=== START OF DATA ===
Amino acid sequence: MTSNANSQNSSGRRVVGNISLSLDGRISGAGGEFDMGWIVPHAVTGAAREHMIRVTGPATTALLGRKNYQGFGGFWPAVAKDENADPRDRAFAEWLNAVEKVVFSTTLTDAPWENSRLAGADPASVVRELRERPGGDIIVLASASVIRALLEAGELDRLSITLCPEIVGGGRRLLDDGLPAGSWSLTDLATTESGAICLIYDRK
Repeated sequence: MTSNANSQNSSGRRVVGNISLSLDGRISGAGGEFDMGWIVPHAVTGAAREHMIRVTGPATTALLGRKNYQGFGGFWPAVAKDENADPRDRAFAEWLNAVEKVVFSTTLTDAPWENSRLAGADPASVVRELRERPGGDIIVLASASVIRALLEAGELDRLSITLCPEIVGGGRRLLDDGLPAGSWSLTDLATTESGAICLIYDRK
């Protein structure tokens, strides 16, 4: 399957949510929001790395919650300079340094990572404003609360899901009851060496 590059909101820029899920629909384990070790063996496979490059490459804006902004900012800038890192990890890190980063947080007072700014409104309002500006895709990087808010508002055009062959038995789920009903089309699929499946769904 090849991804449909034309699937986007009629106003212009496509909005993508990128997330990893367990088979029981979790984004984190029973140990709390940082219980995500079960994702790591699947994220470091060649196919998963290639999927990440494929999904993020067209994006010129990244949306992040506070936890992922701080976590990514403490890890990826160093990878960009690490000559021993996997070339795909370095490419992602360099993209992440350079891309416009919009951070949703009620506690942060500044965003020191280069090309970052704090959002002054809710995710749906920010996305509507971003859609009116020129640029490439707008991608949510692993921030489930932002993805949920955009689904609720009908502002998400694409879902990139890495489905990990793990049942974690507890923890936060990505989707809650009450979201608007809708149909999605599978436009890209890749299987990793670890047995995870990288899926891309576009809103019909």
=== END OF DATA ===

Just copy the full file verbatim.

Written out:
Amino acid sequence: MTSNANSQNSSGRRVVGNISLSLDGRISGAGGEFDMGWIVPHAVTGAAREHMIRVTGPATTALLGRKNYQGFGGFWPAVAKDENADPRDRAFAEWLNAVEKVVFSTTLTDAPWENSRLAGADPASVVRELRERPGGDIIVLASASVIRALLEAGELDRLSITLCPEIVGGGRRLLDDGLPAGSWSLTDLATTESGAICLIYDRK
Repeated sequence: MTSNANSQNSSGRRVVGNISLSLDGRISGAGGEFDMGWIVPHAVTGAAREHMIRVTGPATTALLGRKNYQGFGGFWPAVAKDENADPRDRAFAEWLNAVEKVVFSTTLTDAPWENSRLAGADPASVVRELRERPGGDIIVLASASVIRALLEAGELDRLSITLCPEIVGGGRRLLDDGLPAGSWSLTDLATTESGAICLIYDRK
């Protein structure tokens, strides 16, 4: 399957949510929001790395919650300079340094990572404003609360899901009851060496 590059909101820029899920629909384990070790063996496979490059490459804006902004900012800038890192990890890190980063947080007072700014409104309002500006895709990087808010508002055009062959038995789920009903089309699929499946769904 090849991804449909034309699937986007009629106003212009496509909005993508990128997330990893367990088979029981979790984004984190029973140990709390940082219980995500079960994702790591699947994220470091060649196919998963290639999927990440494929999904993020067209994006010129990244949306992040506070936890992922701080976590990514403490890890990826160093990878960009690490000559021993996997070339795909370095490419992602360099993209992440350079891309416009919009951070949703009620506690942060500044965003020191280069090309970052704090959002002054809710995710749906920010996305509507971003859609009116020129640029490439707008991608949510692993921030489930932002993805949920955009689904609720009908502002998400694409879902990139890495489905990990793990049942974690507890923890936060990505989707809650009450979201608007809708149909999605599978436009890209890749299987990793670890047995995870990288899926891309576009809103019909």